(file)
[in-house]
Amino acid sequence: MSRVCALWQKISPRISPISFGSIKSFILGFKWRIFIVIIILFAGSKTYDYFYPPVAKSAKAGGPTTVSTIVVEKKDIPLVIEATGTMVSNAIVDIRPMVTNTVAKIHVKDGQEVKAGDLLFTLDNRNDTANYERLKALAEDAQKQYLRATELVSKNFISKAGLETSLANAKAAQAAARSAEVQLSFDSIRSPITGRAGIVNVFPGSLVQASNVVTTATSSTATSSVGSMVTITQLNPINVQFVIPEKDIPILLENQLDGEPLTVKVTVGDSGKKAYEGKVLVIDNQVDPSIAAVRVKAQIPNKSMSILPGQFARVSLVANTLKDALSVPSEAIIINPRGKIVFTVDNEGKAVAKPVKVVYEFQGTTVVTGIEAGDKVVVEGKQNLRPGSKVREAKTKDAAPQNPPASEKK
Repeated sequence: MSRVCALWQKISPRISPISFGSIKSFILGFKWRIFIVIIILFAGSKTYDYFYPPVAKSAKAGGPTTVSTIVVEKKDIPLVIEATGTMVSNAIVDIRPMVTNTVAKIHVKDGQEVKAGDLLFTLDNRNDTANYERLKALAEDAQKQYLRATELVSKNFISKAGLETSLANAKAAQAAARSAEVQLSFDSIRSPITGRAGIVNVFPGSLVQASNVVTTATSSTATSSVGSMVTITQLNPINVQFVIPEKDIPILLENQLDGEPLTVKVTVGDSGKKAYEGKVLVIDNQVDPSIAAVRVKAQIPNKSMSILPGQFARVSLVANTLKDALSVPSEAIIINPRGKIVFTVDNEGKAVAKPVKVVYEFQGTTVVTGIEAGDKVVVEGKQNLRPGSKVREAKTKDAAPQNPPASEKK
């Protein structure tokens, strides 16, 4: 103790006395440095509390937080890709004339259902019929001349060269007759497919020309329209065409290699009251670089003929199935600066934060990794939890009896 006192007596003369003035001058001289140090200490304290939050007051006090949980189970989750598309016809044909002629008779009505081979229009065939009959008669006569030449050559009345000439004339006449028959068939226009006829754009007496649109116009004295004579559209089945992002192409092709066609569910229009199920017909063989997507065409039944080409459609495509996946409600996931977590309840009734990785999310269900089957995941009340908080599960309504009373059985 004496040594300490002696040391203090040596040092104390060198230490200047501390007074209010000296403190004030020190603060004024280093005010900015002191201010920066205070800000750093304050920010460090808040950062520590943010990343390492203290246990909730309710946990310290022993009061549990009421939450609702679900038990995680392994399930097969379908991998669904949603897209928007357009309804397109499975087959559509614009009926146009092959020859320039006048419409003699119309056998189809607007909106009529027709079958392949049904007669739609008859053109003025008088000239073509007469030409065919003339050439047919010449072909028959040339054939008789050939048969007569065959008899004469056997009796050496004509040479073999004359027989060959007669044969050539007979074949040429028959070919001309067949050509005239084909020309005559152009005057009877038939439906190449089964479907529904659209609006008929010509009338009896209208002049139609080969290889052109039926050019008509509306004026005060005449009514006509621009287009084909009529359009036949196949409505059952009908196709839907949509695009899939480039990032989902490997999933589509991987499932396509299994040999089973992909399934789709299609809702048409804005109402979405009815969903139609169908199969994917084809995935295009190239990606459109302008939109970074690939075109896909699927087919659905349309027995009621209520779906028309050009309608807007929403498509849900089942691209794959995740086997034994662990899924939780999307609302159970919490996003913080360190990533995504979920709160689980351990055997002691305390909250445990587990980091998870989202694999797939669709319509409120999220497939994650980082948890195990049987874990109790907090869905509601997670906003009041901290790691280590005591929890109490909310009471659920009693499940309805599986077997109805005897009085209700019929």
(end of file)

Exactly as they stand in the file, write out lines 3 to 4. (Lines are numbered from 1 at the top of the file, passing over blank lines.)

Repeated sequence: MSRVCALWQKISPRISPISFGSIKSFILGFKWRIFIVIIILFAGSKTYDYFYPPVAKSAKAGGPTTVSTIVVEKKDIPLVIEATGTMVSNAIVDIRPMVTNTVAKIHVKDGQEVKAGDLLFTLDNRNDTANYERLKALAEDAQKQYLRATELVSKNFISKAGLETSLANAKAAQAAARSAEVQLSFDSIRSPITGRAGIVNVFPGSLVQASNVVTTATSSTATSSVGSMVTITQLNPINVQFVIPEKDIPILLENQLDGEPLTVKVTVGDSGKKAYEGKVLVIDNQVDPSIAAVRVKAQIPNKSMSILPGQFARVSLVANTLKDALSVPSEAIIINPRGKIVFTVDNEGKAVAKPVKVVYEFQGTTVVTGIEAGDKVVVEGKQNLRPGSKVREAKTKDAAPQNPPASEKK
């Protein structure tokens, strides 16, 4: 103790006395440095509390937080890709004339259902019929001349060269007759497919020309329209065409290699009251670089003929199935600066934060990794939890009896 006192007596003369003035001058001289140090200490304290939050007051006090949980189970989750598309016809044909002629008779009505081979229009065939009959008669006569030449050559009345000439004339006449028959068939226009006829754009007496649109116009004295004579559209089945992002192409092709066609569910229009199920017909063989997507065409039944080409459609495509996946409600996931977590309840009734990785999310269900089957995941009340908080599960309504009373059985 004496040594300490002696040391203090040596040092104390060198230490200047501390007074209010000296403190004030020190603060004024280093005010900015002191201010920066205070800000750093304050920010460090808040950062520590943010990343390492203290246990909730309710946990310290022993009061549990009421939450609702679900038990995680392994399930097969379908991998669904949603897209928007357009309804397109499975087959559509614009009926146009092959020859320039006048419409003699119309056998189809607007909106009529027709079958392949049904007669739609008859053109003025008088000239073509007469030409065919003339050439047919010449072909028959040339054939008789050939048969007569065959008899004469056997009796050496004509040479073999004359027989060959007669044969050539007979074949040429028959070919001309067949050509005239084909020309005559152009005057009877038939439906190449089964479907529904659209609006008929010509009338009896209208002049139609080969290889052109039926050019008509509306004026005060005449009514006509621009287009084909009529359009036949196949409505059952009908196709839907949509695009899939480039990032989902490997999933589509991987499932396509299994040999089973992909399934789709299609809702048409804005109402979405009815969903139609169908199969994917084809995935295009190239990606459109302008939109970074690939075109896909699927087919659905349309027995009621209520779906028309050009309608807007929403498509849900089942691209794959995740086997034994662990899924939780999307609302159970919490996003913080360190990533995504979920709160689980351990055997002691305390909250445990587990980091998870989202694999797939669709319509409120999220497939994650980082948890195990049987874990109790907090869905509601997670906003009041901290790691280590005591929890109490909310009471659920009693499940309805599986077997109805005897009085209700019929």